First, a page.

KUALA LUMPUR, Sept 3 — Foreign Minister Datuk Saifuddin Abdullah said Asean Special Envoy to Myanmar Erywan Mohd Yusof is still trying to get a date to visit Myanmar.
Saifuddin, who just returned to the foreign affairs portfolio for his second stint, said he has spoken to Erywan on Wednesday and conveyed his views including that the visit at best be conducted before the Asean summit next month.
“I understand that the special envoy is in contact with the current authority in Myanmar and trying very hard to get to Myanmar as soon as possible,” he told reporters during a virtual press conference, here today.
Saifuddin also highlighted that Erywan, who is Brunei’s second foreign minister, must be given access to meet as many groups as possible in line with the point number five of the consensus.
“We have some concern that the Myanmar authority may not be giving access to all stakeholders, but nevertheless, I told Erywan that he should as quickly as possible try to visit Myanmar more than once during his tenure and hopefully then he will be able to meet as many stakeholders as possible,” he said.
Saifuddin also expressed concern on humanitarian assistance as the Asean Humanitarian Assistance (AHA) Centre, which is supposed to deliver aid to Myanmar, is not ready for humanitarian assistance in conflict zone.
“This is a big problem for the AHA Centre and I think Erywan is trying to find ways and means so that regardless of the hindrance, the humanitarian assistance can be sent to all prospective recipients,” he said.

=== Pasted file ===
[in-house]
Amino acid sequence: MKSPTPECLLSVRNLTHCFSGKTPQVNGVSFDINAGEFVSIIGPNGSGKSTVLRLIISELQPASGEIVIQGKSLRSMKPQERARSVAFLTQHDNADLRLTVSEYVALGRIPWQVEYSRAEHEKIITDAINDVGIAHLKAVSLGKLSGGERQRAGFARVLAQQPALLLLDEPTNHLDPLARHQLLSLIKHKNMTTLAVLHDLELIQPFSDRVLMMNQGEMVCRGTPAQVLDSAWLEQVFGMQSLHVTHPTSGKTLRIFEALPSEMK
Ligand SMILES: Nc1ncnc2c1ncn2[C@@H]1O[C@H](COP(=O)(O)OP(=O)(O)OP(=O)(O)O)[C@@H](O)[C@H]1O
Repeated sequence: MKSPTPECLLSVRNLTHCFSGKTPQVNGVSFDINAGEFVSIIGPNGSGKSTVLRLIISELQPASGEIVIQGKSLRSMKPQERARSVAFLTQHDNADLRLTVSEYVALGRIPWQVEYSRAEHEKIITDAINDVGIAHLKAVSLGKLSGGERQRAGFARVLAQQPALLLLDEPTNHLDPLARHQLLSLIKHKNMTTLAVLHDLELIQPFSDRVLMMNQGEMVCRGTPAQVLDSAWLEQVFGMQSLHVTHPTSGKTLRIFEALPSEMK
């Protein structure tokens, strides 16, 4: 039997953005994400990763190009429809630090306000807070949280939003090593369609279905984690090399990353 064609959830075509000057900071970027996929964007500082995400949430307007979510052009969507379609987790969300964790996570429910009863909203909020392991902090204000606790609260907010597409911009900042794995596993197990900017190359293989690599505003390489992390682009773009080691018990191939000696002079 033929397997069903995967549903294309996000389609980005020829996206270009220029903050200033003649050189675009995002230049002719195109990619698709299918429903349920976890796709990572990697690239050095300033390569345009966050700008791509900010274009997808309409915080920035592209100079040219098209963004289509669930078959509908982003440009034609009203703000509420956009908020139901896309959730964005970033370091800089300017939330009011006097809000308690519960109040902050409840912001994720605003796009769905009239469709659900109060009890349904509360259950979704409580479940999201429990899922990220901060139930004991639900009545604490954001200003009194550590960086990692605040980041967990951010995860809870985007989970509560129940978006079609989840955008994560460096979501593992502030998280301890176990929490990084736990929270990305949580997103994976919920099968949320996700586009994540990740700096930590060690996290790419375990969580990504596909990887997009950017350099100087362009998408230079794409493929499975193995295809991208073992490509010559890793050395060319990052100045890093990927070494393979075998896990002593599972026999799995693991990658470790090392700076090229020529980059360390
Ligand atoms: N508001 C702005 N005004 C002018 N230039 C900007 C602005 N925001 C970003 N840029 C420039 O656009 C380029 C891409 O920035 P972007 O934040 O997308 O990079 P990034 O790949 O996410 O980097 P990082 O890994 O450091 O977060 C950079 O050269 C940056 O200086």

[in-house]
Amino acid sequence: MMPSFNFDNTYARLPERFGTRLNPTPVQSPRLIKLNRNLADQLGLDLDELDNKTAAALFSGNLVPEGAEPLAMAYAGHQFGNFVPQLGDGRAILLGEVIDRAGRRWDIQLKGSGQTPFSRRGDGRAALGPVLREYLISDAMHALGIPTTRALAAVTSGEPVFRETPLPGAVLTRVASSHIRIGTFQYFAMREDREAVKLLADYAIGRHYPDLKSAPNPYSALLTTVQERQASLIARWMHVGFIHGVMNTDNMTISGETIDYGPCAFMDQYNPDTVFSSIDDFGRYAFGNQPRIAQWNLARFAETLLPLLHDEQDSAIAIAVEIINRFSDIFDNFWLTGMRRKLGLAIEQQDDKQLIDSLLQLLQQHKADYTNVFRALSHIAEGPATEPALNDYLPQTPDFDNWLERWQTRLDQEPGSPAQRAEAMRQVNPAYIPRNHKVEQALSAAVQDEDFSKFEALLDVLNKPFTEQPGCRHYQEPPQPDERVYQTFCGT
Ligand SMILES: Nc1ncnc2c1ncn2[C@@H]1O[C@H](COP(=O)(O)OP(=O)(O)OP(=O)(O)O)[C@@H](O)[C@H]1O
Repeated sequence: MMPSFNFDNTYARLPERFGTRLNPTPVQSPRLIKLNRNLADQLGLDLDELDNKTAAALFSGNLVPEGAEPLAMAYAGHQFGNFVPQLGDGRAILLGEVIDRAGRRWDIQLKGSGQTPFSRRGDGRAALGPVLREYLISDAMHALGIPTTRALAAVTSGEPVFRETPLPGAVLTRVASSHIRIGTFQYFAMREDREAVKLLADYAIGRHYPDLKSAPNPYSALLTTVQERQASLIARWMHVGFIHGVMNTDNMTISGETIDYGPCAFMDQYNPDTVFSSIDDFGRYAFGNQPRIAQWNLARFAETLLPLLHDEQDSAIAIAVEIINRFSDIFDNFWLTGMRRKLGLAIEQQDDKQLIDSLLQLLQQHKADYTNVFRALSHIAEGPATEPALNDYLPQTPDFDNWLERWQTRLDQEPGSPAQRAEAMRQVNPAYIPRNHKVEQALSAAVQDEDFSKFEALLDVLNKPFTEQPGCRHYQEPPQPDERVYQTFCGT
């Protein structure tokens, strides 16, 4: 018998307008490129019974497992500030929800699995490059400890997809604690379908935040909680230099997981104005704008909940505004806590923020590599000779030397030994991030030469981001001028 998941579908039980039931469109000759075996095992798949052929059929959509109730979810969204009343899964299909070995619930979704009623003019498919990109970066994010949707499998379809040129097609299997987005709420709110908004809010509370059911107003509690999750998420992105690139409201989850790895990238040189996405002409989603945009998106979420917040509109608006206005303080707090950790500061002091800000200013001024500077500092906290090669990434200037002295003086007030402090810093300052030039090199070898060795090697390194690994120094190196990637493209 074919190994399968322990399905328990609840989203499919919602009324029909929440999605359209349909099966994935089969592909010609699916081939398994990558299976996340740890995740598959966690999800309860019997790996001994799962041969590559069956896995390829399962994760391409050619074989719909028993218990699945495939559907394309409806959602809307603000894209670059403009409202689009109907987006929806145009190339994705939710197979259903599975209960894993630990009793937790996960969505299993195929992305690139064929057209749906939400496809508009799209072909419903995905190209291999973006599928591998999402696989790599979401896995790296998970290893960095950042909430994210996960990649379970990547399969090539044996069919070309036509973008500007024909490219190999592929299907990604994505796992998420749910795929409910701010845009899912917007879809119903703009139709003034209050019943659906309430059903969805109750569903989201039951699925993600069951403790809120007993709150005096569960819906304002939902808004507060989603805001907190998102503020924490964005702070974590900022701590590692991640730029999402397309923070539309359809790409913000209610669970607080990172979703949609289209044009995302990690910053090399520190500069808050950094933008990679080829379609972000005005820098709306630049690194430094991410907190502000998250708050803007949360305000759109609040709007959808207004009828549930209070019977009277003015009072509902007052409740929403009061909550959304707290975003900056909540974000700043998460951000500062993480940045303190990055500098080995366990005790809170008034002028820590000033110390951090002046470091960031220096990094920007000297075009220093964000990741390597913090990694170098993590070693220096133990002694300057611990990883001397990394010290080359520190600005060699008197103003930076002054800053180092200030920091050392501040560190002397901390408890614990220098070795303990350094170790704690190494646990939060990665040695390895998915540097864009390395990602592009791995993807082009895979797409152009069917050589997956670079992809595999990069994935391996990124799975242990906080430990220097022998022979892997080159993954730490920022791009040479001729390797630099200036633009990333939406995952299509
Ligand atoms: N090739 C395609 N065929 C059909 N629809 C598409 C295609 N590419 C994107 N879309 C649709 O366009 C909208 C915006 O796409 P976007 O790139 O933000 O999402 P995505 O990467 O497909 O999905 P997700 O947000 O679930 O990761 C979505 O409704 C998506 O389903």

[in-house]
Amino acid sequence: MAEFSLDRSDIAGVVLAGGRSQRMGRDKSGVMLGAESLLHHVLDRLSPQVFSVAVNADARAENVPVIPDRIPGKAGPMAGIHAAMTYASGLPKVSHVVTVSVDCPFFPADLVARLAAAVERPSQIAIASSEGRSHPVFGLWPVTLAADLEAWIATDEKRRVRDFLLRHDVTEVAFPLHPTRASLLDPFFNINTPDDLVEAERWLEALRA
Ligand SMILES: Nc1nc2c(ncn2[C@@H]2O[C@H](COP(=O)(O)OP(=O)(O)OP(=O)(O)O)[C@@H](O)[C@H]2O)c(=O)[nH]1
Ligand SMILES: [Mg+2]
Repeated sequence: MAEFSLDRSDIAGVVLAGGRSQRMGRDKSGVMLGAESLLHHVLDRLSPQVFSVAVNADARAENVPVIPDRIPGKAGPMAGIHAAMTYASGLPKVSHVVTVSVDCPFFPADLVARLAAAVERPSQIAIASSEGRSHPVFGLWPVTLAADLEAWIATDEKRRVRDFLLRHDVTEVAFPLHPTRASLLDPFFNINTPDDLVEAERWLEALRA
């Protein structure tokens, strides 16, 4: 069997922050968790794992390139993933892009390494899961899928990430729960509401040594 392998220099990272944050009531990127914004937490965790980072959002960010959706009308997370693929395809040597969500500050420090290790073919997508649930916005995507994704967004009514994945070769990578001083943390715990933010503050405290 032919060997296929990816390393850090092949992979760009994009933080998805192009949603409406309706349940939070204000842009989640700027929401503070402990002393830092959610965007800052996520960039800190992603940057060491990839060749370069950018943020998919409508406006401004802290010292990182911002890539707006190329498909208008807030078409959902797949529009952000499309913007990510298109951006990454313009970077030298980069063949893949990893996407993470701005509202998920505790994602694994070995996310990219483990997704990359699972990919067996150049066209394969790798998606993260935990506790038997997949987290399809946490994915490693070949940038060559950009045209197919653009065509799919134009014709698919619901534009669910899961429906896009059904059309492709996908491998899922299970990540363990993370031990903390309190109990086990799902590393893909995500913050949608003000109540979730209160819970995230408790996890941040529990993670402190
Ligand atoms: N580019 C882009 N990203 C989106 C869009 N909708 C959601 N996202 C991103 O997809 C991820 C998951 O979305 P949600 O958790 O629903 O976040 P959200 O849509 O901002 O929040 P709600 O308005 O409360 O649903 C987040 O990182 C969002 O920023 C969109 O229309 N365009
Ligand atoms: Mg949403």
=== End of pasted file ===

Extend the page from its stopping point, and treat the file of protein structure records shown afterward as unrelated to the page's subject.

The five-point consensus are the immediate cessation of violence in Myanmar and all parties to exercise utmost restraint; constructive dialogue among all parties concerned to commence to seek a peaceful solution in the interests of the people; a special envoy of the Asean Chair to facilitate mediation of the dialogue process with the assistance of the Secretary-General of Asean; the association to provide humanitarian assistance through the AHA Centre; and the special envoy and delegation to visit Myanmar to meet with all parties concerned.
On Afghanistan, Saifuddin reiterated his statement on Wednesday that Malaysia is taking a very cautious approach in deciding its official stand on the Taliban government and following very closely the development in the country through its high commissions in New Delhi and Islamabad.
“Yesterday, I have met with a group of CSOs (civil society organisations) in particular Global Relief Malaysia who is sending a group of seven people to Afghanistan as a fact finding mission. We are using all avenues,” he said.
The Taliban fighters entered Kabul on August 15 and took control of Afghanistan for the first time in almost 20 years as the US troops withdrew from the country. Following the Taliban’s capture of the Afghan capital, president Mohammad Ashraf Ghani left the country.
Asked about the increasing number of the remains of foreign nationals who died from Covid-19 that were not claimed by the embassies, Saifuddin said Wisma Putra is in contact with the respected embassies through the National Security Council (MKN). — Bernama